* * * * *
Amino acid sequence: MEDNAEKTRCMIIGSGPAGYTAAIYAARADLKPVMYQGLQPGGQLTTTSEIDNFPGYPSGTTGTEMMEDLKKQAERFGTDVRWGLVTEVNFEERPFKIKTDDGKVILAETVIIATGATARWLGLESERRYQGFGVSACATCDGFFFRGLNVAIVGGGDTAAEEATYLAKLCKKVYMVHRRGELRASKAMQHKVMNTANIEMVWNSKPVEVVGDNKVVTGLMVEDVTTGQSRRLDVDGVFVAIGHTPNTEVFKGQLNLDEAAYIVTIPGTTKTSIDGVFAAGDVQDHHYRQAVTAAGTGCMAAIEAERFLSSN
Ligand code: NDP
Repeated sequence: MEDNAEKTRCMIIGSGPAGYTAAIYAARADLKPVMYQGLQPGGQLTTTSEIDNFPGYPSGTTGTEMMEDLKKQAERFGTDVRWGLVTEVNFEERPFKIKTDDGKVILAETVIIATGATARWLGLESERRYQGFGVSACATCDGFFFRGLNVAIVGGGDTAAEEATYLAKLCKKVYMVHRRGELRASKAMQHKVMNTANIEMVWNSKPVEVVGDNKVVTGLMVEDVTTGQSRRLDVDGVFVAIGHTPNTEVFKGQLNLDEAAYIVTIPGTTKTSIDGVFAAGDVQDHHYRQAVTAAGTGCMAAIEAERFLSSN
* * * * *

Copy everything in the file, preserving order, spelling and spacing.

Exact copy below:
Amino acid sequence: MEDNAEKTRCMIIGSGPAGYTAAIYAARADLKPVMYQGLQPGGQLTTTSEIDNFPGYPSGTTGTEMMEDLKKQAERFGTDVRWGLVTEVNFEERPFKIKTDDGKVILAETVIIATGATARWLGLESERRYQGFGVSACATCDGFFFRGLNVAIVGGGDTAAEEATYLAKLCKKVYMVHRRGELRASKAMQHKVMNTANIEMVWNSKPVEVVGDNKVVTGLMVEDVTTGQSRRLDVDGVFVAIGHTPNTEVFKGQLNLDEAAYIVTIPGTTKTSIDGVFAAGDVQDHHYRQAVTAAGTGCMAAIEAERFLSSN
Ligand code: NDP
Repeated sequence: MEDNAEKTRCMIIGSGPAGYTAAIYAARADLKPVMYQGLQPGGQLTTTSEIDNFPGYPSGTTGTEMMEDLKKQAERFGTDVRWGLVTEVNFEERPFKIKTDDGKVILAETVIIATGATARWLGLESERRYQGFGVSACATCDGFFFRGLNVAIVGGGDTAAEEATYLAKLCKKVYMVHRRGELRASKAMQHKVMNTANIEMVWNSKPVEVVGDNKVVTGLMVEDVTTGQSRRLDVDGVFVAIGHTPNTEVFKGQLNLDEAAYIVTIPGTTKTSIDGVFAAGDVQDHHYRQAVTAAGTGCMAAIEAERFLSSN